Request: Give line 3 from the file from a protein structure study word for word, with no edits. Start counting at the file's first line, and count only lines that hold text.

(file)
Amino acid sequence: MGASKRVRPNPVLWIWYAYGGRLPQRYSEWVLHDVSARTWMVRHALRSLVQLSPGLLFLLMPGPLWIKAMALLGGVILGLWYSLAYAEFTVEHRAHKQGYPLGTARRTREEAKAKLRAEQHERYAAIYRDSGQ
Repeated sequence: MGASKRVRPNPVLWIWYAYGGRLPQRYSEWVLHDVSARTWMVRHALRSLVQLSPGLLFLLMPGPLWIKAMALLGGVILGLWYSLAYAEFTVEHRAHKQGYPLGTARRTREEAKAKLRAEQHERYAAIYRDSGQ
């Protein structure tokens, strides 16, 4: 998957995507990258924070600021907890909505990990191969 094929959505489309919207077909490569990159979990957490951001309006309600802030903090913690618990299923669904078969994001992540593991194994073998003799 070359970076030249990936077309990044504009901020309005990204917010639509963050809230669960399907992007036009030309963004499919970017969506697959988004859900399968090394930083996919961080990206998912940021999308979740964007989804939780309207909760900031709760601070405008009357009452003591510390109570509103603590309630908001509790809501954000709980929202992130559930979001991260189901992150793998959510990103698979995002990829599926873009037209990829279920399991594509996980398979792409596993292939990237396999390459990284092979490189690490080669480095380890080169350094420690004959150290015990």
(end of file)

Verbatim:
């Protein structure tokens, strides 16, 4: 998957995507990258924070600021907890909505990990191969 094929959505489309919207077909490569990159979990957490951001309006309600802030903090913690618990299923669904078969994001992540593991194994073998003799 070359970076030249990936077309990044504009901020309005990204917010639509963050809230669960399907992007036009030309963004499919970017969506697959988004859900399968090394930083996919961080990206998912940021999308979740964007989804939780309207909760900031709760601070405008009357009452003591510390109570509103603590309630908001509790809501954000709980929202992130559930979001991260189901992150793998959510990103698979995002990829599926873009037209990829279920399991594509996980398979792409596993292939990237396999390459990284092979490189690490080669480095380890080169350094420690004959150290015990």